• method – the HTTP method to execute (e.g. "GET", "POST")
  • path – the resource path
  • arguments – a dictionary containing the request arguments as key/value pairs
  • resultHandler – a callback that will be invoked upon completion of the method

A convenience method is also provided for executing operations that don't take any arguments.

Arguments are passed to the service either via the query string or in the request body, like an HTML form. Array arguments represent multi-value parameters and are handled similarly to <select multiple> tags in HTML.

The result handler is a callback that is invoked upon completion of the request. If the operation completes successfully, the first argument will contain the result of the operation. If the operation fails, the second argument will be populated with an instance of NSError describing the error that occurred.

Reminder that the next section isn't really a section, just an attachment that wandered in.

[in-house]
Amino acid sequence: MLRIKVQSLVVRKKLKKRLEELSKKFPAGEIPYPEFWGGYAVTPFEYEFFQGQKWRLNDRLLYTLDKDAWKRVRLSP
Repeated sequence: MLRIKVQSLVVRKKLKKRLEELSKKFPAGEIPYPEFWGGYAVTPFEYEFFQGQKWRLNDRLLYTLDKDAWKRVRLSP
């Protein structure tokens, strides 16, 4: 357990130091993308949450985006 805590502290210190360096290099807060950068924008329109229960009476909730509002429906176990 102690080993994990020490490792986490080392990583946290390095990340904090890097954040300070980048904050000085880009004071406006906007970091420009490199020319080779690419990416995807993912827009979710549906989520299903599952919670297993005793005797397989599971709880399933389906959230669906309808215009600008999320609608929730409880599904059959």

For example, the following code might be used to invoke an operation that returns the sum of two numbers, specified by the "a" and "b" arguments. The service would return the value 6 in response:

// Get sum of "a" and "b"
serviceProxy.invoke("GET", path: "/math/sum", arguments: ["a": 2, "b": 4]) {(result, error) in
    // result is 6
}

Application Delegate

An instance of WSWebServiceProxy is created by the application delegate at startup:

private(set) static var serviceProxy: WSWebServiceProxy!

var window: UIWindow?

func application(_ application: UIApplication, willFinishLaunchingWithOptions launchOptions: [UIApplicationLaunchOptionsKey: Any]?) -> Bool {